GROSS: So in that time - I doubt you ask students if they're on medication, but maybe there's a way you can kind of get a sense of that - do you think that the number of students on various mental health and anti-anxiety disorder medications has increased or decreased over time? And do you think attitudes among your students, you know, have changed about those medications?
HARRINGTON: So I have both been teaching at Harvard for over 20 years with teaching large undergraduate courses, including courses on the history of psychiatry, so I get a lot of students who come with histories. It's why they're drawn to the course. I also, though, lived with undergraduates. I'm what's called a faculty dean of a residential community on the Harvard campus, and so I get to know these students personally. And I - when they have problems and struggles and anxieties, you know, I'm sort of listening and there. And so - and my impression is that, yeah, I think that they're more fragile. They feel more fragile to me.
But I also know that when - 10 years ago, I wasn't living with them. So I - may just be the fact that I now see more up close how fragile they feel, how much they struggle. And I think that a lot of them are on medication. I think that the reasons they're on medication sometimes are probably medical and sometimes are because it will help them, even though they don't necessarily, in my non-clinical view but just knowing them as people, you know, it's - that it will help them get through. And I have come to believe that, you know, there are reasons sometimes to go on medication that are not simply because you have a biochemical imbalance or you have a - some kind of biological defect.
GROSS: So are you saying that there's times in the lives of the students where they benefit from medication, even though they don't have, like, a diagnosed disorder?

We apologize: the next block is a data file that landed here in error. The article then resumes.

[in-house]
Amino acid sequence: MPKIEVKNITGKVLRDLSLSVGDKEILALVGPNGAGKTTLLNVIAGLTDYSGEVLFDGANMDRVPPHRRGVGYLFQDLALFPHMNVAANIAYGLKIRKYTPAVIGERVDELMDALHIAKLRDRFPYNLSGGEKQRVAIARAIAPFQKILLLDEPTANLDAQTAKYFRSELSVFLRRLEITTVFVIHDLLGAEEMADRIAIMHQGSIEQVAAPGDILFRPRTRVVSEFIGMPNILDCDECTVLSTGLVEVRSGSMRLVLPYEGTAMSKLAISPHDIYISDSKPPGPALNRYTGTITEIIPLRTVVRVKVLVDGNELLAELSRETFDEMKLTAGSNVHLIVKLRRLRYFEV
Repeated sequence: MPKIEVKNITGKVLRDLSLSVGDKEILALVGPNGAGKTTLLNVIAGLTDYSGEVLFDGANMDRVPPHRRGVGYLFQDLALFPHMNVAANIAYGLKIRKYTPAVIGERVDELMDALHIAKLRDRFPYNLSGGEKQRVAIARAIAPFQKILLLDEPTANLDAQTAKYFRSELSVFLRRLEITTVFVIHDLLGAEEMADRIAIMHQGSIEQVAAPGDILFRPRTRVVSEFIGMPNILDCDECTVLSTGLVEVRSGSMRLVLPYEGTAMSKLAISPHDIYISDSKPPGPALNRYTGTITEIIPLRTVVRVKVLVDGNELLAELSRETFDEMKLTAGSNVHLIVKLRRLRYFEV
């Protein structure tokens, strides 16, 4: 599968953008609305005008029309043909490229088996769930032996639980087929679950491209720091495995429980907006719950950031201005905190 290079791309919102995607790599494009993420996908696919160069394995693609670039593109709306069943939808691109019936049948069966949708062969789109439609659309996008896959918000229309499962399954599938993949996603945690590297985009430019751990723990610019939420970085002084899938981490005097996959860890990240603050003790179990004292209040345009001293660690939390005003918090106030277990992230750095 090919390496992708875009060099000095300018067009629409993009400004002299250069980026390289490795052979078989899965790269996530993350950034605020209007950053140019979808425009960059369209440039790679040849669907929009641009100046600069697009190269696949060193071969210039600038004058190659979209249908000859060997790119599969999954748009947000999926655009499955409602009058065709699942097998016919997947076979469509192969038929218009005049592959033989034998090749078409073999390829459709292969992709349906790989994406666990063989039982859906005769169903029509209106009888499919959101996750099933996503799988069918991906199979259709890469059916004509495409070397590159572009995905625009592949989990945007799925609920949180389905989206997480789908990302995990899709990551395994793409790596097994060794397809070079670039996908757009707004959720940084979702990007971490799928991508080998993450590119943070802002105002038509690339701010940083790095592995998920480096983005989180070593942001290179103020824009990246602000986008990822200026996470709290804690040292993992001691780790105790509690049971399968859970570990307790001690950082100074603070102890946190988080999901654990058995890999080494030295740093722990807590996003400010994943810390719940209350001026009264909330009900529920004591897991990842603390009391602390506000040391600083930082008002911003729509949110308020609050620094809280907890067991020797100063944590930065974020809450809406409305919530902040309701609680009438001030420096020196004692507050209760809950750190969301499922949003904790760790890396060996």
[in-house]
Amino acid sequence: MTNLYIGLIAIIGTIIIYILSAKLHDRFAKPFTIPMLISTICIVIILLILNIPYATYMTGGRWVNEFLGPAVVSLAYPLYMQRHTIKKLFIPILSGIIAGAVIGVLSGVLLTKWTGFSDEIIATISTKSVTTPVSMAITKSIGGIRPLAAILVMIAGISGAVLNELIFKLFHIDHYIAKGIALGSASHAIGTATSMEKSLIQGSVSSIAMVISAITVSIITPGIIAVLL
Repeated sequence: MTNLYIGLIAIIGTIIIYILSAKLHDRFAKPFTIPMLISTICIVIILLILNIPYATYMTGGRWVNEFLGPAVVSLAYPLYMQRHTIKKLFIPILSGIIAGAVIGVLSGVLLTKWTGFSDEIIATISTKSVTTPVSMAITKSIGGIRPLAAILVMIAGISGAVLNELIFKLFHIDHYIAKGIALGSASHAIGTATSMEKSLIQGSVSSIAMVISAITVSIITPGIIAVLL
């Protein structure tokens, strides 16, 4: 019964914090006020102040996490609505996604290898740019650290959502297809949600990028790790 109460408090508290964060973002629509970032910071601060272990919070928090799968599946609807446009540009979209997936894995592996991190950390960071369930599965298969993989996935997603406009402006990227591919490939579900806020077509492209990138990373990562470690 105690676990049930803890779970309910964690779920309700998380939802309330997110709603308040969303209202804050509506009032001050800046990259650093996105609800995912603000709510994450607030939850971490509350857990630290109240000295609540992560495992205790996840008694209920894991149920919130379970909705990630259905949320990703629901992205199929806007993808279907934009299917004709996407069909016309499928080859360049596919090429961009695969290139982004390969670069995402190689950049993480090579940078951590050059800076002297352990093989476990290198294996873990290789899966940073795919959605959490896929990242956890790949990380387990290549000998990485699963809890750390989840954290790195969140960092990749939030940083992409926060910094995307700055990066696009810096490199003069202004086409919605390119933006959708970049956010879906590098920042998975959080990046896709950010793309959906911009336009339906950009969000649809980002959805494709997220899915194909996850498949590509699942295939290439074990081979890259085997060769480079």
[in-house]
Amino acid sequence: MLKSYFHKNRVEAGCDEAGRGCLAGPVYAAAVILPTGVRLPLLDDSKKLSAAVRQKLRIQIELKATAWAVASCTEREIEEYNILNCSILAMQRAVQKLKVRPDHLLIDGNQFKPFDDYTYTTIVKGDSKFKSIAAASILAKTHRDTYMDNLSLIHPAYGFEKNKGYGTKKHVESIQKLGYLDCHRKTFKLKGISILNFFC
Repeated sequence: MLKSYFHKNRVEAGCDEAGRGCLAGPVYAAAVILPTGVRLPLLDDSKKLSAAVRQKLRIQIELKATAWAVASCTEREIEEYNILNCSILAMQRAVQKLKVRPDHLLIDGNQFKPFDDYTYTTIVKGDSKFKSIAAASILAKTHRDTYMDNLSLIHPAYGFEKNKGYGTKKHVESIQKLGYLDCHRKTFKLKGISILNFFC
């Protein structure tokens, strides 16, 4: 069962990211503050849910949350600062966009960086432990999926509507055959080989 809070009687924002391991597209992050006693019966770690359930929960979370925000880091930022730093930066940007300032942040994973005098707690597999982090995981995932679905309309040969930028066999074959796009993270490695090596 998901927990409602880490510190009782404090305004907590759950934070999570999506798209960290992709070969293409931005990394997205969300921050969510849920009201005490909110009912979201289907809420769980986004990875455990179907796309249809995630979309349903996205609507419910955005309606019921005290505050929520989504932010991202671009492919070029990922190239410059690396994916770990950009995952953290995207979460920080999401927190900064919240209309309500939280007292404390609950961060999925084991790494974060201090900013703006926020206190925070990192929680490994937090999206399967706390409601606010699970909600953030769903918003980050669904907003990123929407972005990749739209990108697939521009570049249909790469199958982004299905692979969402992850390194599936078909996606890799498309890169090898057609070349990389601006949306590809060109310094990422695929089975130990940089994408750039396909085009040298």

HARRINGTON: But let me try to say this carefully because it's important. A person can be depressed. A person can be hugely anxious. And the reasons that a person is deeply depressed or hugely anxious sometimes is not discernable and sometimes is discernible. We don't know enough about the biology of these mental disorders to know whether or not, you know, some of the reasons are biological - in the sense that medicine likes to think of these things as diseases - and whether it's just because they're having terrible problems. You know, their family at home is just struggling. And they're having trouble concentrating on their homework, and they're not doing well in school. And they can't - you know, and they get more and more despairing.
Are they - do they have a disease? Do they - I don't know. Do they need help? Yes, I think they do. What are the options available to them? Well, I would love to see a larger, more pluralistic set of options. But I do - have come to believe that medication sometimes might want to be one of them. But again, it comes back to what we were saying before. There needs to be a honest risk/benefit assessment that includes the person who's being - going to take the medication. I'm so - it's so important that, you know, we're - involve the patients, the people who are on these drugs in the conversations and talk to them about what - why this might help, what we do or we don't know and move forward in our imperfect world to try to deal with the suffering.
GROSS: Anne Harrington, I want to thank you for talking with us.
HARRINGTON: Thank you very much for having me. I really appreciated the chance.
GROSS: Anne Harrington is the author of the new book "Mind Fixers." After we take a short break, Maureen Corrigan will review a new memoir by Janny Scott about growing up in a wealthy Philadelphia family. It's called "The Beneficiary: Fortune, Misfortune And The Story Of My Father." This is FRESH AIR.